Kruger After the Floods 2012 – Croc Bridge to Skukuza

It is so good to be back in Kruger! I love this place so much. I was here just a few weeks ago but there is always room for more 🙂

I came here to document what places look like after last week’s floods and to be honest I wasn’t sure that I would have enough content for the story, fearing I had missed out. Sure, the water has largely receded but there is a lot of change.

I drove in at Crocodile Bridge gate, which only reopened on Saturday (21 Jan 2012), and headed up the H4-2 towards Lower Sabie. I took that initial stretch nice and slowly just enjoying what I saw and stopping for everything. I got elephants and rhino early on as well as most of the general game – zebra, giraffe, wildebeest, impala.

The first change is at the Gasanftombi dam which is on the Vurhami river just before the turn onto the S28 – the one with the stepped dam wall on the left hand side. I was last here in October 2011 and it was horrible to see how dry it was then – probably the driest I’ve seen it in many years. But now it is probably at the fullest I’ve ever seen it with water flowing over the dam wall. So lovely to see hippos enjoying themselves in the water and two fish eagles (an adult and sub-adult) taking a drink further downstream.

My next pleasant surprise was when I took a small loop road off the H4-2 that overlooks a normally dry Vurhami riverbed, and for the first time I saw a stream flowing! This is so exciting because that little spot is beautiful and now even more so with water and the prospect of seeing some awesome game there (i.e. leopard!)..


I could hardly contain my joy when I pulled onto the H5 and saw water trickliing over the road and big pools of water on both sides! So greatl!







Not from the floods, but a famous landmark in Kruger, the blue gums just on the left on the H5 seem to now all be gone. See the picture of the last one now fallen on it’s side…







There are pools of water all the way up the H4-2 and I was glad to see a lot of game even in the heat of the day.

The Mativuhlungu (just past the S28) river is also now flowing which was a treat to see.. Another spot I always look out for leopards.





The road before Lower Sabie along the river was quite the sight. There is debris strewn along both banks and the river is flowing wider than normal. The river over the weir is flowing very strongly. The biggest shock was seeing what I thought initially must be another weir although I never remembered a weir in that place… It turned out to be the Lower Sabie bridge – the H10 road over the river. The river is flowing over the bridge and obviously the road across is closed. This stumped my plans a little as I was hoping to use that bridge at least a couple of times this trip. But all the sides are gone! What a force that river must have been!

The view from the Lower Sabie deck is quite surreal.. There are no small islands where the hippo usually lie, just one flowing river.. Last week this river must have been quite amazing to witness with it touching the deck, which is about 5 metres above ground level. Most of the reeds and if memory serves me correct, some trees have gone.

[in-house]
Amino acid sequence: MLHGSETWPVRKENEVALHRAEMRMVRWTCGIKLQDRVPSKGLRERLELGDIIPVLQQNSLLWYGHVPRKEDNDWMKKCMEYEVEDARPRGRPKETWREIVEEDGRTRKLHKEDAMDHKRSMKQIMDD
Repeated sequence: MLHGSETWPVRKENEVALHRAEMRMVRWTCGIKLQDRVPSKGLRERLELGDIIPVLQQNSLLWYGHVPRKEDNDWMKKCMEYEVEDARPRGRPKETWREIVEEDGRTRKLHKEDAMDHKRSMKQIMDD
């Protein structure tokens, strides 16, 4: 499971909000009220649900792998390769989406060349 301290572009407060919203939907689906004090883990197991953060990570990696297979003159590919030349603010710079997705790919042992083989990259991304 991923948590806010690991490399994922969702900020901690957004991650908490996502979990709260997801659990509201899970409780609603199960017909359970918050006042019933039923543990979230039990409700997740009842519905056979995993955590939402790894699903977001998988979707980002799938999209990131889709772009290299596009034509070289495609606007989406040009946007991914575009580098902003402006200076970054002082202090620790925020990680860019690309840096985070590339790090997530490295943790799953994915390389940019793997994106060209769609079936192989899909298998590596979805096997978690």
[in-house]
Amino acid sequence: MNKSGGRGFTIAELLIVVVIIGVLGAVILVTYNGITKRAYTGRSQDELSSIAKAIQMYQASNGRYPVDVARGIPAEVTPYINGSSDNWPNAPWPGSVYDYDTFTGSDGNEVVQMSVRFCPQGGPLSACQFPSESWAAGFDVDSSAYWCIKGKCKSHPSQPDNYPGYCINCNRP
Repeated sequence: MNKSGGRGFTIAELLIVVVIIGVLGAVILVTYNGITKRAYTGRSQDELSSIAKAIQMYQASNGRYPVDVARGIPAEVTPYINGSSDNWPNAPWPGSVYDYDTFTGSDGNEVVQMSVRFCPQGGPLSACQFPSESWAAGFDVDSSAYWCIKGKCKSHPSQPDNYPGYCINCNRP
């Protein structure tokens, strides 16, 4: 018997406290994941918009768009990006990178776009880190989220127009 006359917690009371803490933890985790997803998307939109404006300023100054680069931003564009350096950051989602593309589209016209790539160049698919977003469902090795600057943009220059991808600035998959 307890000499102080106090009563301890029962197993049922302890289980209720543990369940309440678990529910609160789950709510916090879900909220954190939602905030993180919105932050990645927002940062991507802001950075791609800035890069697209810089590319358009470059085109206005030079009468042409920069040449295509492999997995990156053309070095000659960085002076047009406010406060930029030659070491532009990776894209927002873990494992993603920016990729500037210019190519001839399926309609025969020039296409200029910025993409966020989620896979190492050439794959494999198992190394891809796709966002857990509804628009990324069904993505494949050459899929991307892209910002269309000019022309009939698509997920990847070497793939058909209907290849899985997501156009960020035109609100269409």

I chatted to a very friendly lady at reception about the floods. Apparently it was quite the scary time. They were stranded in camp for 2 days… Eventually the river subsided and a lot of people left. Some of the riverview safari tents were surrounded by water, but other than that, the camp was fine.

I had to kill some time at Lower Sabie as I made a rookie error of not charging my camera battery the night before! I caught up on some blogging and did a bit of shopping for supplies.

By the time I left it was 4.20pm and I had left it a bit tight to do the stretch up to Skukuza justice. I was completely amazed as I drove up this road (H4-1).. There are a lot of trees gone and a lot lying on their sides. I did take some photos but will leave this story for the next day or two when I have a chance to take a good chunk of time and fully explore the road. Most of the dirt roads off the H4-1 are still closed including my favourite causeway right at the end just before you turn off to Skukuza. I hope it is not too badly damaged and is reopened soon.

Arrived at Skukuza for my first night of camping on my own. Thankfully, a man from housekeeping kindly came and helped me set up my two big awnings – I love the staff at Kruger. Note to others – you need a special adapter at camping sites to be able to plug in an extension cord… Realising this at 7pm just as the shop closes is not great! My friendly neighbours let me use their air-pump to blow up my mattress – that could have been a disaster..  It took about 2 hours to set everything up and I was completely finished by the end – the heat hadn’t let up by that time still either. A light snack and off to bed it was for me, although I had set up camp rather close to a city of bullfrogs which took some getting used to.. And then just as I drifted off to sleep at midnight, a couple across the road had a screaming match for close to an hour. Another side-note – ear-plugs are probably a good idea when camping! Woke up this morning on the floor on a rather flat mattress… *sigh* Tonight will be better!

I’m off for a quick nap (short sleep) and then off to go find some more stories. I will catch up with you later.

Some more pics I took:





Herd of elephants crossing the road





Male (Bull) Elephant





Debris along Sabie river










Sabie Weir below Lower Sabie


Red-billed Quelea – huge flocks out in force during summer


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